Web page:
The Battle Is Not Done

Read: Esther 8

For how can I bear to see the calamity that is coming to my people? Or how can I bear to see the destruction of my kindred? (v. 6)

It’s a bit like one of those scary movies. Just when the danger seems to be past, the villain jumps out to terrorize us all over again.

Here, too, we let our guard down when Haman is safely dead. But we can’t afford to forget that Haman’s words outlive him. His edict is still very much alive, and the danger is not past as long as it is in effect.

Fortunately, Esther keeps her eye on the edict. She steps right back into the line of fire to beg the king to revoke the edict that will soon spell death for her and her people.

Isn’t it ironic that the most powerful man in Persia can’t revoke one little law? The best Ahasuerus can do is to give Mordecai his signet ring and suggest that he “write as [he] pleases with regard to the Jews in the name of the king.”

So Mordecai crafts a second edict in an attempt to counteract the first. This edict allows the Jews to defend themselves when attacked. It’s not an ideal solution, but under the circumstances it will have to suffice. —Carol Bechtel

As you pray, ask God to help all of us think of creative solutions to conflict, and forgive us when we are too quick to choose the violent path.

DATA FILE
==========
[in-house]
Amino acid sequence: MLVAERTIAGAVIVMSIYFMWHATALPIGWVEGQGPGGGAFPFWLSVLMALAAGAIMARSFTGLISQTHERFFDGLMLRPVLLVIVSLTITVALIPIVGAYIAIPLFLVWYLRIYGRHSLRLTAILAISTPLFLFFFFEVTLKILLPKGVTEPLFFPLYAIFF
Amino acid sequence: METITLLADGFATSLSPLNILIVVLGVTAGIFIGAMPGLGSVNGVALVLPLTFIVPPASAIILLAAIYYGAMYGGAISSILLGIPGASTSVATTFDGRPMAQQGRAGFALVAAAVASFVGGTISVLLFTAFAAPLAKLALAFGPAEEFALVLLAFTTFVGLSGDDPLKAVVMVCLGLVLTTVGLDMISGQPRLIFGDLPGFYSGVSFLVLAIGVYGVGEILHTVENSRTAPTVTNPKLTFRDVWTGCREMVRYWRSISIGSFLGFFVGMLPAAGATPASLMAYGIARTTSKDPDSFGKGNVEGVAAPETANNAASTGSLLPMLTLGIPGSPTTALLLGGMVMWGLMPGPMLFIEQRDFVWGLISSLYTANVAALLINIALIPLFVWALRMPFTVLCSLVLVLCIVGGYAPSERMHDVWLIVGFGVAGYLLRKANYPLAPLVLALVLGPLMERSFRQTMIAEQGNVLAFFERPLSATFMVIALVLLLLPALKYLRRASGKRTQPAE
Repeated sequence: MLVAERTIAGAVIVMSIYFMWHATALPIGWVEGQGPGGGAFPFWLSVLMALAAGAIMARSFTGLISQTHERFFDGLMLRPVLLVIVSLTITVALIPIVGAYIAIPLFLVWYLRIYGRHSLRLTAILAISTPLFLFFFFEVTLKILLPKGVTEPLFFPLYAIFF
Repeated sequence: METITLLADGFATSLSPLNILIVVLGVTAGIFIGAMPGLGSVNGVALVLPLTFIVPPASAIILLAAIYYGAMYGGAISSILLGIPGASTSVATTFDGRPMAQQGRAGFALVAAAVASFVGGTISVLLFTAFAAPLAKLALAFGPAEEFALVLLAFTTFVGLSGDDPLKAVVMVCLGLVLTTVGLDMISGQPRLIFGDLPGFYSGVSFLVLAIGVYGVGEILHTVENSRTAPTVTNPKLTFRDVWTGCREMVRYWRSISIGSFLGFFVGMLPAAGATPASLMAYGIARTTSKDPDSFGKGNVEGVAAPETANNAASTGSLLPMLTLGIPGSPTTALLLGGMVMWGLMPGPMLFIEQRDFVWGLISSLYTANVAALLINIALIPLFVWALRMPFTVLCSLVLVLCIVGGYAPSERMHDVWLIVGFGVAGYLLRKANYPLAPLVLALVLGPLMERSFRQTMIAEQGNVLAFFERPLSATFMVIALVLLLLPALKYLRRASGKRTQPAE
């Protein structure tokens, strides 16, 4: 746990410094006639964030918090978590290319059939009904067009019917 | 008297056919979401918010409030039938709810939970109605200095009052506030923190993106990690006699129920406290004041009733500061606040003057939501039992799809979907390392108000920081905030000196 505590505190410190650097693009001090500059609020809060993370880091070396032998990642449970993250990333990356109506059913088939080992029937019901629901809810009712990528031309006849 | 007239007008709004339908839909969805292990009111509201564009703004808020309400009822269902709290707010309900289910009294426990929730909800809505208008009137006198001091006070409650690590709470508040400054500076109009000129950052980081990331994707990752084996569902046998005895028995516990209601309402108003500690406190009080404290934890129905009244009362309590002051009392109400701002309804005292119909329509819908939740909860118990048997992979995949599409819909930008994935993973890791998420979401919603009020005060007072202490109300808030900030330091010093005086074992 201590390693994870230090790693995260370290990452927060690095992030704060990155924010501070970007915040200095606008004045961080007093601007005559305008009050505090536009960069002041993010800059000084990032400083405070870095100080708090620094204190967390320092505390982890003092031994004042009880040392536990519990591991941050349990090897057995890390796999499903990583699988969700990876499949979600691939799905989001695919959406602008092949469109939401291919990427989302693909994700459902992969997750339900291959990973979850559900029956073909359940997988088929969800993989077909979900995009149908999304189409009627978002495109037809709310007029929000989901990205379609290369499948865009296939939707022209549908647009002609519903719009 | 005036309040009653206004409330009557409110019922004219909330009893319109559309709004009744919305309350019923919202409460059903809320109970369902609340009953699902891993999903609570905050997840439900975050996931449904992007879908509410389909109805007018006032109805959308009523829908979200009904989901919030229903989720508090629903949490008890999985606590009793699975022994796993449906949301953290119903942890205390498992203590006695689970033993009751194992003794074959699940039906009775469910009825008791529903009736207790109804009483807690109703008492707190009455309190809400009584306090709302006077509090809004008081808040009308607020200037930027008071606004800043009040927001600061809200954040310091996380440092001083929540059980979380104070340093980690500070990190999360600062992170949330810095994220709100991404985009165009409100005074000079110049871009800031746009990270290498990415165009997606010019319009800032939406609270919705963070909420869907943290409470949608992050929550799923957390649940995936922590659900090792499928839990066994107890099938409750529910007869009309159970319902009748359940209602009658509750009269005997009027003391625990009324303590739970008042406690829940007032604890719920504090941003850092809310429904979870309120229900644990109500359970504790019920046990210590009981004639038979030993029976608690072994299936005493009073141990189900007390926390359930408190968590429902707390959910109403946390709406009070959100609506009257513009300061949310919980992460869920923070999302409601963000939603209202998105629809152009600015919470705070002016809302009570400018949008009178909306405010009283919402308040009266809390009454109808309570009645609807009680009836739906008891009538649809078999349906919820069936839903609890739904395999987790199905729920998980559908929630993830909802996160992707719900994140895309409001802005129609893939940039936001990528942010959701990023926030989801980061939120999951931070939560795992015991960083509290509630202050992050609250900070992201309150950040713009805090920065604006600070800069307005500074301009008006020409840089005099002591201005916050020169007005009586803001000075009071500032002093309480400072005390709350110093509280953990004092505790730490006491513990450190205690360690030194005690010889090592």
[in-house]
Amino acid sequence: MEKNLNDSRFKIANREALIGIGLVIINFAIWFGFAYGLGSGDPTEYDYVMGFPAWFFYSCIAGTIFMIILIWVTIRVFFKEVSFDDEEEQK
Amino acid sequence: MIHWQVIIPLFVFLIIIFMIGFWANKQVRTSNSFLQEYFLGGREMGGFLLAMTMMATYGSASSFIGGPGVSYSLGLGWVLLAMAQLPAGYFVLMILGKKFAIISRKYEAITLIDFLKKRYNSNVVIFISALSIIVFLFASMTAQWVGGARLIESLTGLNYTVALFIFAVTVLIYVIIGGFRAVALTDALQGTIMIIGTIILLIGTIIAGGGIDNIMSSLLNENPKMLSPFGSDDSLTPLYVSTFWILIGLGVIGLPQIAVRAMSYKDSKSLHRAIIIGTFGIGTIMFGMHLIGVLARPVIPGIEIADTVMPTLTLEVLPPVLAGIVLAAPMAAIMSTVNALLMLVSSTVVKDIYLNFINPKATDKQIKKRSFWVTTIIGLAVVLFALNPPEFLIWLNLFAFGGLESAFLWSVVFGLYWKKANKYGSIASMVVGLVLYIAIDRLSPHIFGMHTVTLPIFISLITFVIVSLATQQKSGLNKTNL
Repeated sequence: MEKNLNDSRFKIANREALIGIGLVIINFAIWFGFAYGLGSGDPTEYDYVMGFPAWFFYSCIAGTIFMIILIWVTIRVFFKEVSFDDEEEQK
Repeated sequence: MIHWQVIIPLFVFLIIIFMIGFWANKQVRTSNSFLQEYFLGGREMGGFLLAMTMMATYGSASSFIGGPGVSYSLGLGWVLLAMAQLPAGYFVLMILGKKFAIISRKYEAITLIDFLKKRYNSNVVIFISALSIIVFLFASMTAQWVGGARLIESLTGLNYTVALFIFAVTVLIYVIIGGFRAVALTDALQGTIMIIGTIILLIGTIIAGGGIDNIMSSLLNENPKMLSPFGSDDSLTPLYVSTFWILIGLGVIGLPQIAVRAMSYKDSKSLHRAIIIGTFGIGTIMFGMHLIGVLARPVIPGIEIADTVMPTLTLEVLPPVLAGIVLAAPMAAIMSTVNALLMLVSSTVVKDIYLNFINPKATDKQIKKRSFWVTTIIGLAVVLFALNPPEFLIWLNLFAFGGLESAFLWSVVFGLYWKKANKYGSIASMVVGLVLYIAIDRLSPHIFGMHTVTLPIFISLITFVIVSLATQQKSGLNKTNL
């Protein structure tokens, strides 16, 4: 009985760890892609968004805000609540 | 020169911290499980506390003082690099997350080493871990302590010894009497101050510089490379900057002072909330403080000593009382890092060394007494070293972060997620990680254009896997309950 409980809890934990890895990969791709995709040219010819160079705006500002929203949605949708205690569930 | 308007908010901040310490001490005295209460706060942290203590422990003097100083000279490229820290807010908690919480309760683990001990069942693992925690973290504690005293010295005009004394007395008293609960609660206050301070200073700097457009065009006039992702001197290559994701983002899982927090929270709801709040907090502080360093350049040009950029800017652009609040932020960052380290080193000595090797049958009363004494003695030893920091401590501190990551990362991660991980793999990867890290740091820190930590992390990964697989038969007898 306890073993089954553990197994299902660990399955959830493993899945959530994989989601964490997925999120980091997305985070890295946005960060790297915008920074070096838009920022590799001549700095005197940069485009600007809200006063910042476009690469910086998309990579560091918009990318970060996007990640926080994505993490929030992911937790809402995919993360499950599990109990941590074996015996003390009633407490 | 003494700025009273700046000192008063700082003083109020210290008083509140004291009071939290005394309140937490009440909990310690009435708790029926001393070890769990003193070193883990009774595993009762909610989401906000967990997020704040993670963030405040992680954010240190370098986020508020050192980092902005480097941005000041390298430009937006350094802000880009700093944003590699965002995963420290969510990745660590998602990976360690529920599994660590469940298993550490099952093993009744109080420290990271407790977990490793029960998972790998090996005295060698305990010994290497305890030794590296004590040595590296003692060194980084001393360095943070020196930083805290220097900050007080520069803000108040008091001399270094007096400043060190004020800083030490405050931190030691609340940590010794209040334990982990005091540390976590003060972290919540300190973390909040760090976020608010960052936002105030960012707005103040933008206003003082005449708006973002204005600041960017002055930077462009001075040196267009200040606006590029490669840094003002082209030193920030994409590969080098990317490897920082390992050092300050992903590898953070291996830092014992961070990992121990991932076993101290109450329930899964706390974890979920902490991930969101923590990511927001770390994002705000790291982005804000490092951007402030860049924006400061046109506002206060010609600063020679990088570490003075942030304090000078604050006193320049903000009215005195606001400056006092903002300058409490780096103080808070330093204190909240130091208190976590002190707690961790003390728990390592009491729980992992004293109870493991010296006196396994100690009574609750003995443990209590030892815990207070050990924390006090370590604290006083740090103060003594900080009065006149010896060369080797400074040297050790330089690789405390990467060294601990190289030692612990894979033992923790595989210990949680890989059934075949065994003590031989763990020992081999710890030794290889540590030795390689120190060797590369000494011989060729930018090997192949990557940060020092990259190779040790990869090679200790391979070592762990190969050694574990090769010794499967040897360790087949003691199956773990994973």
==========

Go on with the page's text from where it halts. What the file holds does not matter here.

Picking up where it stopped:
About the Author

The Rev. Dr. Carol Bechtel is Professor of Old Testament at Western Theological Seminary in Holland, Michigan where she has taught since 1994. Dr. Bechtel preaches and teaches widely and is a General Synod Professor of Theology in the Reformed Church in America. She served as President of the RCA’s General Synod and moderator of its General Synod Council. She also serves as the Executive Director of the American Waldensian Society. Her publications include a commentary on Esther for the Interpretation series, and several Bible study books and curricula.

She now lives in Holland, Michigan with her husband, Tom Mullens. They have four children and seven grandchildren. Her hobbies include singing, cooking, gardening, and the Celtic harp.

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